Shooting with popular elements like smoke bombs are easily repeated; Pinterest (and my moodboard) are full of awesome shots yet often touch on the same kind of approach, with the same goes for all “knight in the wood” themes. And while there is absolutely nothing wrong with that, I like to turn things around a bit, even just a little. For this I decided I would introduce a lot of color; partially because I absolutely love color and using this in my work but also as it’s not something I’ve seen done before a lot. For me there is something really inspiring about using some unusual elements and bringing these together and see it come to life in front of me. This here was no exception.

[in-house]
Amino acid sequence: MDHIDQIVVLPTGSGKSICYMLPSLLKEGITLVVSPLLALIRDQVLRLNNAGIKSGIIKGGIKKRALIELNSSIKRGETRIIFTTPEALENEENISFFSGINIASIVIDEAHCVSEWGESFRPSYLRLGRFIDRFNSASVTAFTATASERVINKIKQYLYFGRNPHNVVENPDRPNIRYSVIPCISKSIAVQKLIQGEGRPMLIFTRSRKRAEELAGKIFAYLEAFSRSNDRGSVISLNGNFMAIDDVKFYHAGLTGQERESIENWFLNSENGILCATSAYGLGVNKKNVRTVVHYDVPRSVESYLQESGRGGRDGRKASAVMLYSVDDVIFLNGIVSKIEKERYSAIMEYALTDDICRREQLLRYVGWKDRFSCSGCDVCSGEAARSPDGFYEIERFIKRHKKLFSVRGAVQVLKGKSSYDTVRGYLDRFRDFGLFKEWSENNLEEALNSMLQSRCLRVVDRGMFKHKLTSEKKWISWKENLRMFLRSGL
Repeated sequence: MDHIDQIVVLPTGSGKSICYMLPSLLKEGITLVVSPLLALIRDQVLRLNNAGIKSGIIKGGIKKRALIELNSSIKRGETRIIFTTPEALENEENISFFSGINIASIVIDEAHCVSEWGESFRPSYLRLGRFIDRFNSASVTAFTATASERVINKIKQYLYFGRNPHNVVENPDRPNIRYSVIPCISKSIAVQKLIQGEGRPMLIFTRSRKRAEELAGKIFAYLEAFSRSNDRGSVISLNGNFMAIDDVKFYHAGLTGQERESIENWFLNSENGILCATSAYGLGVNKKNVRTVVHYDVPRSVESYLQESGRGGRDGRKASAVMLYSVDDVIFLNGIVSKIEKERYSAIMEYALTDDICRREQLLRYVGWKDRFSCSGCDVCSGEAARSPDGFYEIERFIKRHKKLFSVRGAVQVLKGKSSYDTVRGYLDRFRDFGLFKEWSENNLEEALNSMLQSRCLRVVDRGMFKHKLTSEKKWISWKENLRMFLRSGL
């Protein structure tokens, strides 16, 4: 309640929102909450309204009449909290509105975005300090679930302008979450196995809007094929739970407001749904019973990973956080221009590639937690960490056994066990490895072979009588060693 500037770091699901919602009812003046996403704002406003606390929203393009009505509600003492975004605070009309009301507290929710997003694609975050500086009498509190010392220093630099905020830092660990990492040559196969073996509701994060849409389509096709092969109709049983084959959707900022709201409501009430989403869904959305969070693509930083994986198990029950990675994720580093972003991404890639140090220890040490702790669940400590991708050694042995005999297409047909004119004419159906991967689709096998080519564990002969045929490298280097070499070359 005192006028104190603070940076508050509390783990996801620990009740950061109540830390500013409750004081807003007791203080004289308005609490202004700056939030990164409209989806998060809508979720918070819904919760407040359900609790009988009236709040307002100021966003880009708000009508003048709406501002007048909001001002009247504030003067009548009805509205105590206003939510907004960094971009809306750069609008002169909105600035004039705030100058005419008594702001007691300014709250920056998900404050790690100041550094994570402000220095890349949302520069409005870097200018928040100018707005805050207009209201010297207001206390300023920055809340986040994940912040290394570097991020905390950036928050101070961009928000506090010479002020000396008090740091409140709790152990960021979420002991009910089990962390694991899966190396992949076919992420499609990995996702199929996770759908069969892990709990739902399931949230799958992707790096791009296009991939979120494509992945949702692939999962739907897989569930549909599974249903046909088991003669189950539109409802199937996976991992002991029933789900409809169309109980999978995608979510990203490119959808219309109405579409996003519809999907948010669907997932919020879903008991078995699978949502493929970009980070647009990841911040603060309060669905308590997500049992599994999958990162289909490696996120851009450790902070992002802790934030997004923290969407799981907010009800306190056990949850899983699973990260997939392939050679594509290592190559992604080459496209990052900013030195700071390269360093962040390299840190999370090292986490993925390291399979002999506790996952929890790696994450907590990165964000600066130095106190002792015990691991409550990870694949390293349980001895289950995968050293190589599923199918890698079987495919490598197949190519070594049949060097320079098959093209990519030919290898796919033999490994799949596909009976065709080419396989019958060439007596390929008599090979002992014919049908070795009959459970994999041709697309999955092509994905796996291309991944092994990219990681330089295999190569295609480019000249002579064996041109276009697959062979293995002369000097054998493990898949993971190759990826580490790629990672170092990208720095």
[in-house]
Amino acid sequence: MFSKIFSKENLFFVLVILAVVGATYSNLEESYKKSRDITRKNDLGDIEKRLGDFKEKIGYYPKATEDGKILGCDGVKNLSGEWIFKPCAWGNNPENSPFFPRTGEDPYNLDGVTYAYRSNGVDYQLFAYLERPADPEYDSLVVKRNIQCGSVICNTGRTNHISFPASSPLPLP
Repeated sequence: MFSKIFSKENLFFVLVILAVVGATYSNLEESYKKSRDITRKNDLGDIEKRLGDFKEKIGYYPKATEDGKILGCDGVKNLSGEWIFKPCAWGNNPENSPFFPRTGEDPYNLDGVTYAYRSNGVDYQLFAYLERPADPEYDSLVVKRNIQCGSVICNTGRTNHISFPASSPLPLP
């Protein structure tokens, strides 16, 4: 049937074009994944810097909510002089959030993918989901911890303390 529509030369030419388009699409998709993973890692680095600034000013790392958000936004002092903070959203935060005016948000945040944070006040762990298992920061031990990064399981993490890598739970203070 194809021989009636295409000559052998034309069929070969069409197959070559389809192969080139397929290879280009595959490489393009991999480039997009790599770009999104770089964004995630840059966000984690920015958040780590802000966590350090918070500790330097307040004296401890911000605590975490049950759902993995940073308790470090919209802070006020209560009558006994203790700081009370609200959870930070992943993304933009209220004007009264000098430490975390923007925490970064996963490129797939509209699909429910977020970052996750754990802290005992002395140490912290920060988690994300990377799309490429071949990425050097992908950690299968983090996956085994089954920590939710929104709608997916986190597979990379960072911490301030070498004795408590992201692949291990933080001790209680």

I shot this with both artificial light as natural; for a full run-down and explanation I will guide you to my Patreon where I cover the entire topic, light set-ups and some knowledge I picked up on the road. The lights I did use on set are from broncolor, both a siros 800 and my move 1200.


Credits

Model - Larp Vision
Assistence - Nzoye, Shienra, Maki & Erik
Armor - Mytholon

Lights - broncolor
Edited in Capture One Pro & Photoshop

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When we realised the smaller smoke bombs didnt work as good, Erik went for his red ones and we decided to make the best out of our waiting by shooting on the nearby field with the available natural light. I really like the simplicy of these yet their deep storytelling and have made me realise yet again that you don’t need a crazy amount of backdrop or set if you have a great costume and styling available (or vice versa, in other cases). Shienra was our amazing assistant who harnassed the cloak so the wind could really blow into it and create that amazing flow I was looking for.